When Barack Obama took office nearly four years ago, the United States found itself in the middle of a crisis not seen since the Great Depression greeted Franklin Roosevelt in the 1930s.
We found ourselves with two mangled wars overseas, an unsustainable health care system, and an American auto industry on the verge of collapse, all while the global economy was in the middle of a free fall caused by misguided policies and a financial system let loose.
Fast forward four years, and remarkable progress has been made on all those fronts. Troops are coming home from Iraq and al Qaeda is as quiet as it has ever been. With the imperfect but historic Affordable Care Act, the U.S. now joins the ranks of industrialized nations that refuse to let their citizens die simply because they can’t afford insurance. Thanks to the politically unpopular bailouts of General Motors Corp. and Chrysler, millions of manufacturing jobs (including thousands in Michigan) were saved and the auto industry has come roaring back. And actions his administration took prevented a depression and reigned in an out-of-control Wall Street.
Still, the economy remains the number one issue for voters across the country, and for good reason. The 7.8 percent unemployment rate, while the best we’ve seen in four years, is unacceptably high, and America still faces gigantic problems in the housing market and with the federal deficit.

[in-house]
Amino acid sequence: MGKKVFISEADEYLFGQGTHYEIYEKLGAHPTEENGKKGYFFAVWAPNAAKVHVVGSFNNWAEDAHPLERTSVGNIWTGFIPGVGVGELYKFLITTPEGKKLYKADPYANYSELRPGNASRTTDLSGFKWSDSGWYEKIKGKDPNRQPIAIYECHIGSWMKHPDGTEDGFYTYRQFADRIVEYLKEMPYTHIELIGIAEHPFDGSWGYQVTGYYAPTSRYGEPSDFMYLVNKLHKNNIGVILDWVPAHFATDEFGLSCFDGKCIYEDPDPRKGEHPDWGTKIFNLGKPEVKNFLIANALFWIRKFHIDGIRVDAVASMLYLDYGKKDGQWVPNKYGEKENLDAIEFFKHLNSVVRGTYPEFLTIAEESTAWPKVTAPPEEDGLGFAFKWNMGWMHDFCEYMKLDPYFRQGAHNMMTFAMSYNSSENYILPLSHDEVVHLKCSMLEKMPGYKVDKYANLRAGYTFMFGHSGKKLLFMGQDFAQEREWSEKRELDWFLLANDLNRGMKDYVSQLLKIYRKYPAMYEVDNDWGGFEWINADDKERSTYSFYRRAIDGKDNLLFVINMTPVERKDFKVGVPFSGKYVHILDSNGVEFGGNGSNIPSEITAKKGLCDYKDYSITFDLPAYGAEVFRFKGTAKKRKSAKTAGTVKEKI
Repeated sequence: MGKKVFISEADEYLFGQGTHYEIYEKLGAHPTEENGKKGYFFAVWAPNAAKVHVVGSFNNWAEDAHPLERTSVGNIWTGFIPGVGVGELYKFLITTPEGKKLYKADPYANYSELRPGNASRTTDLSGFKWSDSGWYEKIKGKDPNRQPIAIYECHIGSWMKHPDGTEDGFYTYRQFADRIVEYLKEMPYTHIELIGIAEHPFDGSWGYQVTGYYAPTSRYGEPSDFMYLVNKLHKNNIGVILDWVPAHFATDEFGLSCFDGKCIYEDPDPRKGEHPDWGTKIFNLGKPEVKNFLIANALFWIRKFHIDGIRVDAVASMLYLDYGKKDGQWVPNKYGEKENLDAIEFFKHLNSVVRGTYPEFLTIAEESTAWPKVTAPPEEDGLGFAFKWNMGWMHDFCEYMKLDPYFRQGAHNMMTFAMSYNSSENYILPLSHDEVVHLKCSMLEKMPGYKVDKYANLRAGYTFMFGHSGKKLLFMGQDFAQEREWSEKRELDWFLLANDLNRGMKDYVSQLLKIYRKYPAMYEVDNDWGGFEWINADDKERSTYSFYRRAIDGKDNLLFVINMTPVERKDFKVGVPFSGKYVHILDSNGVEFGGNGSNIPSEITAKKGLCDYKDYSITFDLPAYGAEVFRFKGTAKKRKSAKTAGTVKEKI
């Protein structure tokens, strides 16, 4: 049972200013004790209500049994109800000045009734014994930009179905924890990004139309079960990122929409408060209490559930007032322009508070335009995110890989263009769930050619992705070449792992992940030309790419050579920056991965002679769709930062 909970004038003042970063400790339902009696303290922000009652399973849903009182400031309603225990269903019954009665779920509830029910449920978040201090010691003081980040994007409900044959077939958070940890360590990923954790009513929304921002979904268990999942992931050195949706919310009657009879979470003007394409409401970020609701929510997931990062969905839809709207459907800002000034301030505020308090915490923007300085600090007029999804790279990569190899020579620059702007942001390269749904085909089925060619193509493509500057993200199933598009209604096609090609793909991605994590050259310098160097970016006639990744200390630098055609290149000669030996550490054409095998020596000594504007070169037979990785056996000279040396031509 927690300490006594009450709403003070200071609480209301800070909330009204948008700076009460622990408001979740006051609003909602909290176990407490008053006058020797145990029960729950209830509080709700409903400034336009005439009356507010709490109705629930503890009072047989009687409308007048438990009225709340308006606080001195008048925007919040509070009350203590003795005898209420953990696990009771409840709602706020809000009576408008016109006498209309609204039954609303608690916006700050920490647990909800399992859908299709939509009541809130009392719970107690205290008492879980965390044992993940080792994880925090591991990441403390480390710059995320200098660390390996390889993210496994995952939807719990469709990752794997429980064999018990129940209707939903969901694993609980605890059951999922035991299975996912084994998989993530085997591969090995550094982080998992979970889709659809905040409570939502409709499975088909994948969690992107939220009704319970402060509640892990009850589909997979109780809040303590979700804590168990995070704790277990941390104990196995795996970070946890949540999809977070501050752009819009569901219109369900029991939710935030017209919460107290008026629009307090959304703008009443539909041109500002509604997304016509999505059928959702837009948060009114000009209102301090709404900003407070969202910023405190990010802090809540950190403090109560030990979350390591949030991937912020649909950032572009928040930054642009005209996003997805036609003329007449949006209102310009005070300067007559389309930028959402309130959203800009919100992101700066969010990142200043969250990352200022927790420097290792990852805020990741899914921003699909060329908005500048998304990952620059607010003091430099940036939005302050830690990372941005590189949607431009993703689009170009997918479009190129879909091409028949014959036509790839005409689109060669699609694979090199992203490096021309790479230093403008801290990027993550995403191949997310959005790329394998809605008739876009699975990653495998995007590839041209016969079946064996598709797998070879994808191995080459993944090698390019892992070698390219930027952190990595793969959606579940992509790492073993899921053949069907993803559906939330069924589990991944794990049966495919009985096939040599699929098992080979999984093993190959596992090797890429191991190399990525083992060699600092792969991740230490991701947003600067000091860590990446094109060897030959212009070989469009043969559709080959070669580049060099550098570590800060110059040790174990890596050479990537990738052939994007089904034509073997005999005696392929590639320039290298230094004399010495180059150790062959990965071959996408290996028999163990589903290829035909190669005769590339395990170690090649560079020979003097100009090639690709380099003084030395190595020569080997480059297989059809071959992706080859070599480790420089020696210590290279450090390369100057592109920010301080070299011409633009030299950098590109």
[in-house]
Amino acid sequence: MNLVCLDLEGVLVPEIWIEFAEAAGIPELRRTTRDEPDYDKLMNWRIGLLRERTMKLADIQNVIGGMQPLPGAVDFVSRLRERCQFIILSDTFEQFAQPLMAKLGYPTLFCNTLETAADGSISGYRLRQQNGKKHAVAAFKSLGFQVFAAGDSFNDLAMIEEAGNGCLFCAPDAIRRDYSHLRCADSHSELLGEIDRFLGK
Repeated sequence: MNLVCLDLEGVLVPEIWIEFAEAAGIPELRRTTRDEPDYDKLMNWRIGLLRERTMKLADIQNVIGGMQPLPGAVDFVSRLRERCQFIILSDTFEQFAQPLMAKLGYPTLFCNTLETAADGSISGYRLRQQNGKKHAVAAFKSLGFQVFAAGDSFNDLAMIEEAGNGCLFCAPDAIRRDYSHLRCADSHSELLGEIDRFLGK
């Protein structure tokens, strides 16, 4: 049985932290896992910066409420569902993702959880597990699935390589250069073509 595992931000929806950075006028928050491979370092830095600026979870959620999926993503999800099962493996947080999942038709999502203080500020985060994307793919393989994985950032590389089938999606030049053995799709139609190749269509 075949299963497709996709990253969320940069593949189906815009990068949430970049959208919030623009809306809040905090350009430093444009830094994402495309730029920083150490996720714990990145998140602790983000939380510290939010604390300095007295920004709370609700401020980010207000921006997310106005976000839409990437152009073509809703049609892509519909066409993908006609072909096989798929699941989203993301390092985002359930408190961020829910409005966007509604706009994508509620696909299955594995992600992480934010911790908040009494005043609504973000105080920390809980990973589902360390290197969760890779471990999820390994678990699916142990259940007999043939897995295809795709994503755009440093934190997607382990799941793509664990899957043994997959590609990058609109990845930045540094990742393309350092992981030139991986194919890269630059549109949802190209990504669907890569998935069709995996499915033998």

Mitt Romney has presented himself as a problem-solver with experience in the private sector who knows how to tackle those problems. He has been given ample opportunity to explain to voters how he would specifically fix the nation’s problems. Time and time again, though, Romney has been as vague as any candidate in recent history, playing into the notion that he’s an opportunistic politician willing to say anything and to take hard stances on nothing if only it results in his election.
And while his vague solutions to the economy might play well with those looking for a reason to vote against Obama, Romney’s lack of specifics is what’s most troublesome. The former Massachusetts governor has run on a populist platform of lowering tax rates across the board, effectively allowing everyone to keep more of their money. While that sounds good, in theory, Romney has failed to articulate how he would pay for those tax cuts. Closing loopholes in the tax code is nice, but rarely ever happens.
Should Romney become president, it is impossible to know which version of him would show up. Would he be the moderate Massachusetts governor or the self-described “severely conservative” Romney?
Obama, meanwhile, laid out the groundwork for his vision for the economy 4 years ago; asking millionaires to pay more in taxes, investing in infrastructure and manufacturing, and he continues on a similar trek this go around. While some of it hasn’t panned out, he extended the Bush tax cuts for all earners in 2010 and invested in failed green energy corporations, he has built the framework. Like Bush in 2004 with his two wars, it’s time we let Obama finish the job he started.